Upon returning to college as a non-traditional student, I spent a good deal of time as the one being tutored. I know what it is like to struggle with algebra. It did not come intuitively to me. It would be fair to say that I "hated math." I truly understand how it feels to want to give up. However, I feel that many of us build up these mental walls about math due to too much "how," and not enough "why" in the classroom.
One day, during my third attempt at MATH1111, I had an "epiphany moment" about functions and algebraic expressions that had eluded me during my first two attempts. Transforming from a student filled with hopelessness and resistance towards math, I completed my College Algebra course and ultimately tackled Trigonometry (pre-calculus), Calculus 1, Calculus 2, and Discrete Mathematics. I believe that my own insights into certain behaviors about mathematics, combined with instructor's curriculum, can help students realize the concept and strengthen their own problem-solving moxie.
In addition to my passion for helping others understand math, I have a knack for essay writing. It has been my observation that one of the most common oversights student writers tend to make is not taking the time to understand the topic before diving in. I also enjoy helping students improve their ability to be more expressive and stylistic in their writing.
I live by the mantra "Give someone a fish and you'll feed them for a day -- but teach someone how to fish and they will never go hungry."
University of North Georgia - Bachelors, Computer Science
What is your teaching philosophy?
As someone who has personally struggled with some of the common emotional hurdles many have about mathematics -- I feel I have a unique ability to help others to understand some of the more elusive concepts in a way that the modern learner may resonate with more than the traditional style of instruction found in classrooms.
What might you do in a typical first session with a student?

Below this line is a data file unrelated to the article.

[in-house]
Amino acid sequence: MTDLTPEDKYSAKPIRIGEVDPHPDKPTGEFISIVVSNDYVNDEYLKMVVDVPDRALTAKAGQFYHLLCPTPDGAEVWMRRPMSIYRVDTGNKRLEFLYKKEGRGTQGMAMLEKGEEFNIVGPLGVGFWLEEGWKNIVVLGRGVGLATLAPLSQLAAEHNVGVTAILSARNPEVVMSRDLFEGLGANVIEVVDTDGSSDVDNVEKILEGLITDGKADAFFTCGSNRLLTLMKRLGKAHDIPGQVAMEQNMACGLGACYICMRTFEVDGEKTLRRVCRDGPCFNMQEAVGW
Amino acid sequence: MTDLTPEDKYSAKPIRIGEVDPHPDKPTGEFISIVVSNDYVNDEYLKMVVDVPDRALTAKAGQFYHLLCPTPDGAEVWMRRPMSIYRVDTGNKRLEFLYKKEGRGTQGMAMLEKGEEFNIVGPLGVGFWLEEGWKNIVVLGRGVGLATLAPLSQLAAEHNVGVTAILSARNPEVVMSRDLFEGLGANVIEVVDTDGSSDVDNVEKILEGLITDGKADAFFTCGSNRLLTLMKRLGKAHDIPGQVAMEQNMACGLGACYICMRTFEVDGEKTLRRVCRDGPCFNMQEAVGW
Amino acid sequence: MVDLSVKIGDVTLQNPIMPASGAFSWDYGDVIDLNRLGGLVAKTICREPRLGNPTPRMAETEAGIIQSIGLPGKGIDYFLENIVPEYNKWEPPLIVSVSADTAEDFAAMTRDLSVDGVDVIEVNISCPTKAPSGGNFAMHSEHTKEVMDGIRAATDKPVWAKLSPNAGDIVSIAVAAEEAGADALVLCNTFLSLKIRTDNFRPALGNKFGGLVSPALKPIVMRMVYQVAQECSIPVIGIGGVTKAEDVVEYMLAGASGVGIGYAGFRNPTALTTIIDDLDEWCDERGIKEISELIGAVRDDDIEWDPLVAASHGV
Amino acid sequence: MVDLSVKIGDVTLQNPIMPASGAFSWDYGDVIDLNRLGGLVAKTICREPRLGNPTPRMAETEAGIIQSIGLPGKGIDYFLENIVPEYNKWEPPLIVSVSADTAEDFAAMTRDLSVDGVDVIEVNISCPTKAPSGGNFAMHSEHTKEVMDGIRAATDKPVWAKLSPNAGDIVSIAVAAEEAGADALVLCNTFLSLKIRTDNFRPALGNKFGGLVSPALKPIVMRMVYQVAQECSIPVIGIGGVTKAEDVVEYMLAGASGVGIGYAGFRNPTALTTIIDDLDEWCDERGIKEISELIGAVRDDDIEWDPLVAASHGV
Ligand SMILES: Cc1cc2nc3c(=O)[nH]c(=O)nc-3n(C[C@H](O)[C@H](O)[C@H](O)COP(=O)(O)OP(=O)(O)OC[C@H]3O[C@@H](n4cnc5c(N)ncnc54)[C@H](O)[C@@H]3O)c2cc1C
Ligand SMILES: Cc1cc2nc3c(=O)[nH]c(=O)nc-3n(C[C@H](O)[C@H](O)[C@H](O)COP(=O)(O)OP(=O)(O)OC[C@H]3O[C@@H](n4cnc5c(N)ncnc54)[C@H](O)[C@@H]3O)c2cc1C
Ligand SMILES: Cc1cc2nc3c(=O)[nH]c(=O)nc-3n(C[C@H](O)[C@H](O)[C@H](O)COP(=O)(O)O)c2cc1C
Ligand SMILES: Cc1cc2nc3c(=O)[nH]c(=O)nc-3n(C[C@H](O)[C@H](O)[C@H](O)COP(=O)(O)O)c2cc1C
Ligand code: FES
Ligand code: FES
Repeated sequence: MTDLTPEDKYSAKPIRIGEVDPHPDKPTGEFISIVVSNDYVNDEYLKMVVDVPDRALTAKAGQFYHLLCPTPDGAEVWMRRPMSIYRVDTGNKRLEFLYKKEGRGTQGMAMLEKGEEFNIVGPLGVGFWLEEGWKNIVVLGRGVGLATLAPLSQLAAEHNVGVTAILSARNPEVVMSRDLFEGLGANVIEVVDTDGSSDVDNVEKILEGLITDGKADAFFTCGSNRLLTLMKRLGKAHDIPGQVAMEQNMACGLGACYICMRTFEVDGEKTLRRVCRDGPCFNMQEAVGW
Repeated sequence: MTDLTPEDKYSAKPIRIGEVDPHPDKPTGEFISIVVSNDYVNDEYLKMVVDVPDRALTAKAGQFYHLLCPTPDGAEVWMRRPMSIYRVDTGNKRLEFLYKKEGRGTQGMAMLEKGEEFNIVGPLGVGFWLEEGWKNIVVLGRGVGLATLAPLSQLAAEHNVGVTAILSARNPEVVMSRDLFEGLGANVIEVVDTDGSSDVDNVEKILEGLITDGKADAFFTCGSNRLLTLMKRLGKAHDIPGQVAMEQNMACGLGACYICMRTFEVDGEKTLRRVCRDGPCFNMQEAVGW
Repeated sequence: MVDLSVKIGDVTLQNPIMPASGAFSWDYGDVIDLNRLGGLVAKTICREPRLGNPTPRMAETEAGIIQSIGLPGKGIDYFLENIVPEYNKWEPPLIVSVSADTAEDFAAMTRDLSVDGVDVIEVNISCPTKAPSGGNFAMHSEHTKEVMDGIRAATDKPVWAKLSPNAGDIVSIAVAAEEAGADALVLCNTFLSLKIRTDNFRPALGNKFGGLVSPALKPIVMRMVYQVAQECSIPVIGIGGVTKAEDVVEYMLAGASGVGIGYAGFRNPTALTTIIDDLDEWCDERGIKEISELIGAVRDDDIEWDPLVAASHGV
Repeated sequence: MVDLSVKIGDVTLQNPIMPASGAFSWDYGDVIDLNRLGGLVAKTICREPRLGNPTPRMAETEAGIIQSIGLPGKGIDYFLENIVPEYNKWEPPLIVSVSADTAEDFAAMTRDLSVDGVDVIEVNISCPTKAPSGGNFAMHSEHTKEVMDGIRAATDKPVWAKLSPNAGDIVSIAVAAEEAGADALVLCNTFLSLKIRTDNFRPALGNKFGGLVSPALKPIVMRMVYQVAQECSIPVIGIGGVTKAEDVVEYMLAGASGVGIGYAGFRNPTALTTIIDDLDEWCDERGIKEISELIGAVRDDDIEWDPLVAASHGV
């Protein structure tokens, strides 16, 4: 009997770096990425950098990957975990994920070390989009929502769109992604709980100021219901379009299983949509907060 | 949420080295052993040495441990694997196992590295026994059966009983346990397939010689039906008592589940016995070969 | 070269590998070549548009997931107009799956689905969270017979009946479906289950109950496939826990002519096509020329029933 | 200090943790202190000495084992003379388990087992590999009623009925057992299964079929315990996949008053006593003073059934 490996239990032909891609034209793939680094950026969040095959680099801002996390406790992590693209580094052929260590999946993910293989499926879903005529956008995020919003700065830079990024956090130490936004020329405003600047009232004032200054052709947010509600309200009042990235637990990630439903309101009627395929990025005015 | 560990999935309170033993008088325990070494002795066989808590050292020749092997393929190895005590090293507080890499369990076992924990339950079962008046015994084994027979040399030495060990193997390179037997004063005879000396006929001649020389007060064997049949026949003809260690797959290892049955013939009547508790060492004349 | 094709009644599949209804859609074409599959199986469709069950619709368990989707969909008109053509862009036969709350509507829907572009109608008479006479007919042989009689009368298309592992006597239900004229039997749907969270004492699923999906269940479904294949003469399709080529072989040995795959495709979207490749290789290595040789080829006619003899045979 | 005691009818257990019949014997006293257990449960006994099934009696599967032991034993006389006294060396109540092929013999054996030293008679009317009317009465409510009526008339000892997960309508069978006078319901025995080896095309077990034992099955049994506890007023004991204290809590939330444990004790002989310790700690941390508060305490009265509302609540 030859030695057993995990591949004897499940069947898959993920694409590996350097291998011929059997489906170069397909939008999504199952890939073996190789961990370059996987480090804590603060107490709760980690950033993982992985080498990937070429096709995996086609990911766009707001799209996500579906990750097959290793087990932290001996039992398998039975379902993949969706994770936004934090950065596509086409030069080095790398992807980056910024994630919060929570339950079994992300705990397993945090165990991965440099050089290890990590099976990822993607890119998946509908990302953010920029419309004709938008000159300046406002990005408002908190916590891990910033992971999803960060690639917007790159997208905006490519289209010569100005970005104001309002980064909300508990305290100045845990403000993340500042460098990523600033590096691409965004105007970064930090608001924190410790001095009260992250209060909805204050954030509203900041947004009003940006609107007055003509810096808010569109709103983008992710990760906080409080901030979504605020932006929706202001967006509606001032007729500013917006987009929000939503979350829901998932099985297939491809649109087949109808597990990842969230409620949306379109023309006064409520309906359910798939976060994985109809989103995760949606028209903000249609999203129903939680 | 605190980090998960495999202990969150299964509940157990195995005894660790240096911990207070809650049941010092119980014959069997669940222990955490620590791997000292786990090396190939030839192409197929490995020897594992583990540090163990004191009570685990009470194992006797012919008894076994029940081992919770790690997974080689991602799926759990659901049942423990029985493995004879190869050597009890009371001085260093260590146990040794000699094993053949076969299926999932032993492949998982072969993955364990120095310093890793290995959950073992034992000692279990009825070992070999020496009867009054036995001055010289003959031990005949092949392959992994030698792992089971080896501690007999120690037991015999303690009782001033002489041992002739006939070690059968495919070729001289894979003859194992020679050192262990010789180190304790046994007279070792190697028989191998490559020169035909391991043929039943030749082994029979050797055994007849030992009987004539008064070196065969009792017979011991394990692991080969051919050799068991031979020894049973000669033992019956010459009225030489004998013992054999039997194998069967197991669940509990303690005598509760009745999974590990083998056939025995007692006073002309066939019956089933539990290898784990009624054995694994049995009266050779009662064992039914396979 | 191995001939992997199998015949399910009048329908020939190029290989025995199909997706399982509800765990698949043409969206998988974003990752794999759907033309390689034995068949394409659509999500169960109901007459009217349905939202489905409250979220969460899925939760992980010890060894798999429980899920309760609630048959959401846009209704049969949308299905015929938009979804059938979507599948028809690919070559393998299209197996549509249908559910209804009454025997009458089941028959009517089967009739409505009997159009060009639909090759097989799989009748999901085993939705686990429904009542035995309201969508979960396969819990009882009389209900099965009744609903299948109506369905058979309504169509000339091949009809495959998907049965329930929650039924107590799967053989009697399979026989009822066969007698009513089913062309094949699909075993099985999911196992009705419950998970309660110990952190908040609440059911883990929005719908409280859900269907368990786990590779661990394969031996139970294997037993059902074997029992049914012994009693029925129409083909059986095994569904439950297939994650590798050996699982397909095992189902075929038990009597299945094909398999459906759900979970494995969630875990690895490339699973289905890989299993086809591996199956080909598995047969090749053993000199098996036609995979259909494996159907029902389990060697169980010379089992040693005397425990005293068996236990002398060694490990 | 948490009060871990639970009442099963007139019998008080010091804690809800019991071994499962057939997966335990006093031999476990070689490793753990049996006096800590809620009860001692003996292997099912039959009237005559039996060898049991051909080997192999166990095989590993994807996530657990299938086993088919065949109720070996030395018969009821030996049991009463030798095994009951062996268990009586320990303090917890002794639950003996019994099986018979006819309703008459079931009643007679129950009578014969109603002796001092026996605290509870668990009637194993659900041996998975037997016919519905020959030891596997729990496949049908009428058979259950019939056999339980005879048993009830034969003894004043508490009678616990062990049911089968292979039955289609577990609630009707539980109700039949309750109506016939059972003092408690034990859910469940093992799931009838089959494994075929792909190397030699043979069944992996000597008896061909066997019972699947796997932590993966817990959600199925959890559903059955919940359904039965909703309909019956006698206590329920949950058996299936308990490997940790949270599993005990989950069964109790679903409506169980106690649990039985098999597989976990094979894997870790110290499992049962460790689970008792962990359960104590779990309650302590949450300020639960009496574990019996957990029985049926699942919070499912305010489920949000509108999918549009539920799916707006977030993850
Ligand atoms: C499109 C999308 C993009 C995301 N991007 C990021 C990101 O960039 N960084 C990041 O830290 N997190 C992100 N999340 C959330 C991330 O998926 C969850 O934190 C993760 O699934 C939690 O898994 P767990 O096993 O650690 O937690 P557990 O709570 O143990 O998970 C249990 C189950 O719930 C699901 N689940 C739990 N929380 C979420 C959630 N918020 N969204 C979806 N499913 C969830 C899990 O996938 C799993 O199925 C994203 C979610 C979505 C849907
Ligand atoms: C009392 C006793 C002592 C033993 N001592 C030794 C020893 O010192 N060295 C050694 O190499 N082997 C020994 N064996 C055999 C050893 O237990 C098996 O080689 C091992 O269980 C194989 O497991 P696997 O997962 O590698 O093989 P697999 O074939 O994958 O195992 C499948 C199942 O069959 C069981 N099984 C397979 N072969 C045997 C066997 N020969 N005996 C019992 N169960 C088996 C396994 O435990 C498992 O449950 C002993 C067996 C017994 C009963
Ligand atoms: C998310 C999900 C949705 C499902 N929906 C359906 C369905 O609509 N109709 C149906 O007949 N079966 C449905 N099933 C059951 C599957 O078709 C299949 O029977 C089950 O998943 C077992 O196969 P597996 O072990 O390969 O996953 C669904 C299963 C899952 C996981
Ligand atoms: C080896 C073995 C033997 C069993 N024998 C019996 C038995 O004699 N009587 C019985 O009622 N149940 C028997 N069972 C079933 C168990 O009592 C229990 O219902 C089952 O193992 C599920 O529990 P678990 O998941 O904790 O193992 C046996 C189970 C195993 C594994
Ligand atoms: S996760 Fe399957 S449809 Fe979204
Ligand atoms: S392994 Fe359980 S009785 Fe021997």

The first thing I like to do is to find out what the student hates the most about the subject -- and then spend the time to teach them exactly that. It's almost always true that the reason they hate it is that they actually want to understand it -- but that haven't been taught in the way that is right for THEM!
How can you help a student become an independent learner?
A favorite quote of mine from a college professor is "Everything changed for me when I started reading for myself.". When I first heard this it turned "learning" around on its head. It's not the curriculum that you are required to learn that matters the most. If you start to learn about subjects that you are innately drawn to, you begin to build up the "learning" parts of your brain. Then, you can turn to your schoolwork and learn "un-fun" things with greater ease.
How would you help a student stay motivated?
As someone who "didn't get it right the first time", I can provide countless real-life examples of why it is important to succeed academically. It is important to put scholastic topics into context with the real world.
If a student has difficulty learning a skill or concept, what would you do?
The important thing in learning is not "hitting your head against the wall" trying to learn a concept a certain way. If a certain approach to an elusive concept does not resonate with a learner, after giving it a genuine effort, then it is likely that that approach never will be the one that the learner will end up using. I like to have several, very different approaches to concepts. If a student doesn't like factoring radicals by breaking them down entirely, I might suggest they break them down into "obvious" squares, instead. If I do not know alternatives, I always enjoy expanding my own skill set by researching approaches created by other tutors and teachers and then trying that method out with my students.
How do you help students who are struggling with reading comprehension?
One of the biggest hurdles students face with reading comprehension is that they are often BORED OUT OF THEIR MINDS with the material. Let's be honest that in today's world of rapid firing memes, endless hours of video game commentary uploads and all of the other forms of distraction -- that reading a passage about the migration habits of a species of animal or about how sedimentary rock is formed, is relatively boring to young learners. One of the methods I like to employ is to tell the student to pretend to be over-zealously interested in what they are reading about. "Wow! The migration patterns of such-and-such animal! Gee! Let's find out all about this!!!". As silly as it sounds, this method can really work to bring out the relevant information from the passage. As you excitedly read the passage, the student can give each sentence 1-5 "points" for how important they are to the main topic. Making the reading more quantitative and game-like in nature can help students to extract the concepts in a deeper way than just struggling through it en masse.